How a poor Chinese province is betting on giant robots and cyberpunk castles to boost incomes

Giant robots and futuristic cyberpunk castles rise out of lush mountain slopes on the outskirts of Guiyang, the capital of one of China’s poorest provinces.

China’s first virtual reality theme park aims to ride a boom in demand for virtual entertainment that is set to propel tenfold growth in the country’s virtual reality market, to hit almost US$8.5 billion by 2020.

The 134-hectare park in southwestern Guizhou province promises 35 virtual reality attractions, from shoot-’em-up games and virtual roller coasters to tours with interstellar aliens of the region’s most scenic spots.

“After our attraction opens, it will change the entire tourism structure of Guizhou province as well as China’s southwest,” says chief executive Chen Jianli.

“This is an innovative attraction, because it’s just different,” he says.

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The US$1.5 billion Oriental Science Fiction Valley park, part of which is scheduled to open next February, is part of China’s plan to develop new drivers of growth centred on trends such as gaming, sports and cutting-edge technology, to cut reliance on traditional industries.

Guizhou is luring firms such as Apple, which has sited its China data centre there, while the world’s largest radio telescope is in nearby Pingtang county.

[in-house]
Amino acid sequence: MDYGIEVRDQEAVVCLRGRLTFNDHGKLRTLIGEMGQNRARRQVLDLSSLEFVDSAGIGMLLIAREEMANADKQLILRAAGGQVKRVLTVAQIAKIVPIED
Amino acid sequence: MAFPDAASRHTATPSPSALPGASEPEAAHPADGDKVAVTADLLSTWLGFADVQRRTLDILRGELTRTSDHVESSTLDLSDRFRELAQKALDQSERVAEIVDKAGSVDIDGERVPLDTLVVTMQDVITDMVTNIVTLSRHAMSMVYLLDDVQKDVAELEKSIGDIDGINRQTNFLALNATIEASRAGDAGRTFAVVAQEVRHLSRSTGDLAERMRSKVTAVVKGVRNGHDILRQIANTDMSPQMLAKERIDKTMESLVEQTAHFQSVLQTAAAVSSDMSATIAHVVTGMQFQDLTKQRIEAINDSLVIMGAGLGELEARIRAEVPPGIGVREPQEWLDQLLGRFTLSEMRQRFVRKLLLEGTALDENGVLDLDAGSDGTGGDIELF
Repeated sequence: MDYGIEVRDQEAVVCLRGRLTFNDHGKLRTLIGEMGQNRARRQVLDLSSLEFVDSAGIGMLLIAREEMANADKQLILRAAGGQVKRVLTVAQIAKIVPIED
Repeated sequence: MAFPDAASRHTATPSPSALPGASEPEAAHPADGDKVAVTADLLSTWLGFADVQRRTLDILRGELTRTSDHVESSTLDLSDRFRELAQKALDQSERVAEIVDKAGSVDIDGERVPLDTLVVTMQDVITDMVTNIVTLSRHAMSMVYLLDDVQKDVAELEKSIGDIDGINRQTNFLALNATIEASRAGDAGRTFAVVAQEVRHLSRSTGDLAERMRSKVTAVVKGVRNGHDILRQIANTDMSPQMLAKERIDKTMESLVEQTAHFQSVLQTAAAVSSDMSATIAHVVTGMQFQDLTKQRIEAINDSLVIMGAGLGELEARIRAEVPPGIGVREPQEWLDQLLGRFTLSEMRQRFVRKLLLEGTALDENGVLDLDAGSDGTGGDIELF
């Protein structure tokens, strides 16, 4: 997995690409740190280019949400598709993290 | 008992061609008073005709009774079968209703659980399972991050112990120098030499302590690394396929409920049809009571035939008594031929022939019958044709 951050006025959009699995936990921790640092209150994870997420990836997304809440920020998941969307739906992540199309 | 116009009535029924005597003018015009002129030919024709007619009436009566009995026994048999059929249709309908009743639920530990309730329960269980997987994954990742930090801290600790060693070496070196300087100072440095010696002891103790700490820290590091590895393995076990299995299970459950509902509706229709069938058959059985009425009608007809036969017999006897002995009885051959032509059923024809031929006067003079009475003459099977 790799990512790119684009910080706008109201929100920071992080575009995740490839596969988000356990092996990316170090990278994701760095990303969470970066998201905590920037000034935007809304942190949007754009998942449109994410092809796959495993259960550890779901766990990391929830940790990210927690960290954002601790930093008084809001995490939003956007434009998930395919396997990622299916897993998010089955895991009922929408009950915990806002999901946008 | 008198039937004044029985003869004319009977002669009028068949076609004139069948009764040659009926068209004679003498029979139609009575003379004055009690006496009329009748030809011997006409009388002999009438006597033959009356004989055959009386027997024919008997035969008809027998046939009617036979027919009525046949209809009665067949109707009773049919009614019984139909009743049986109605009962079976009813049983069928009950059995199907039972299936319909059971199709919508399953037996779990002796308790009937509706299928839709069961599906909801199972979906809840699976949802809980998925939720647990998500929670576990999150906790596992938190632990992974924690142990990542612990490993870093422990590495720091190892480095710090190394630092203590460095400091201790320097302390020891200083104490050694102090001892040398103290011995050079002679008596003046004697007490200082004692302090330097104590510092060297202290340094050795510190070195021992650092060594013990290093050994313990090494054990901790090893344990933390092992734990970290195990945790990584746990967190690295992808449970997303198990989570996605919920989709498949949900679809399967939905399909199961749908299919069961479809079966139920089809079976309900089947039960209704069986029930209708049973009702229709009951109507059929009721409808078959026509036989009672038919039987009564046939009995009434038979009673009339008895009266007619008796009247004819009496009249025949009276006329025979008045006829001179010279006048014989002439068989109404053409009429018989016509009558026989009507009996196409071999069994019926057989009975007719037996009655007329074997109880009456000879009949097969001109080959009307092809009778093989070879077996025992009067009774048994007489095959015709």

The park is touted as the first of its kind, although virtual-reality-based attractions from the United States to Japan already draw interest from consumers and video gamers.

The park will offer tourists bungee jumps from a huge Transformer-like robot, and a studio devoted to producing virtual reality films. Most rides will use VR goggles and motion simulators.

“You feel like you’re really there,” says Qu Zhongjie, the park’s manager of rides. “That’s our main feature.”

Farmers in the nearby village of Zhangtianshui say they are concerned about pollution from big developments, but look forward to the economic benefits a new theme park would bring. Most are less sure about virtual battles or alien invasions.

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“There are lots of good things that come out of these projects,” says one farmer, Liu Guangjun. “As for virtual reality, I don’t really understand it.”

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